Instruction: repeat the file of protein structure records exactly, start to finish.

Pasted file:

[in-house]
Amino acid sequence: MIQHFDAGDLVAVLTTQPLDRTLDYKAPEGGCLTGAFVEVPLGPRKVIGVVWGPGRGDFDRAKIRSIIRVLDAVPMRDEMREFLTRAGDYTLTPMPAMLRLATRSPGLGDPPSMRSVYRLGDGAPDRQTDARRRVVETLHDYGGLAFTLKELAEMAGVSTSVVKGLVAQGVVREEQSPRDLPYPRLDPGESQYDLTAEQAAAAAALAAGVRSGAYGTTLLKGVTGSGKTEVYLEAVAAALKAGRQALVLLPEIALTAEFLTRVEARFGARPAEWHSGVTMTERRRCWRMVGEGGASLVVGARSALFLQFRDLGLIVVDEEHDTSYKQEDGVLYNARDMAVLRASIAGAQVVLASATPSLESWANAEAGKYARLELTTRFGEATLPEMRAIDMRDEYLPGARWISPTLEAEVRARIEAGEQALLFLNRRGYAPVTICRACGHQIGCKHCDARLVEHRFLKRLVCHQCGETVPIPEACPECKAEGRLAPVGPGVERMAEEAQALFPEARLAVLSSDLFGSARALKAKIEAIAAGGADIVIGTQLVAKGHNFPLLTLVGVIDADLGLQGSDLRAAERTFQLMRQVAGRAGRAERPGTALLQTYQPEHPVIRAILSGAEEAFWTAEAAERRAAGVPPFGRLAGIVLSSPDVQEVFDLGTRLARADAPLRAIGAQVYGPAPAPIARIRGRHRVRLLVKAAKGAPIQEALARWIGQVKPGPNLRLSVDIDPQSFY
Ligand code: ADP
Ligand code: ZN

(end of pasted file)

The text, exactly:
[in-house]
Amino acid sequence: MIQHFDAGDLVAVLTTQPLDRTLDYKAPEGGCLTGAFVEVPLGPRKVIGVVWGPGRGDFDRAKIRSIIRVLDAVPMRDEMREFLTRAGDYTLTPMPAMLRLATRSPGLGDPPSMRSVYRLGDGAPDRQTDARRRVVETLHDYGGLAFTLKELAEMAGVSTSVVKGLVAQGVVREEQSPRDLPYPRLDPGESQYDLTAEQAAAAAALAAGVRSGAYGTTLLKGVTGSGKTEVYLEAVAAALKAGRQALVLLPEIALTAEFLTRVEARFGARPAEWHSGVTMTERRRCWRMVGEGGASLVVGARSALFLQFRDLGLIVVDEEHDTSYKQEDGVLYNARDMAVLRASIAGAQVVLASATPSLESWANAEAGKYARLELTTRFGEATLPEMRAIDMRDEYLPGARWISPTLEAEVRARIEAGEQALLFLNRRGYAPVTICRACGHQIGCKHCDARLVEHRFLKRLVCHQCGETVPIPEACPECKAEGRLAPVGPGVERMAEEAQALFPEARLAVLSSDLFGSARALKAKIEAIAAGGADIVIGTQLVAKGHNFPLLTLVGVIDADLGLQGSDLRAAERTFQLMRQVAGRAGRAERPGTALLQTYQPEHPVIRAILSGAEEAFWTAEAAERRAAGVPPFGRLAGIVLSSPDVQEVFDLGTRLARADAPLRAIGAQVYGPAPAPIARIRGRHRVRLLVKAAKGAPIQEALARWIGQVKPGPNLRLSVDIDPQSFY
Ligand code: ADP
Ligand code: ZN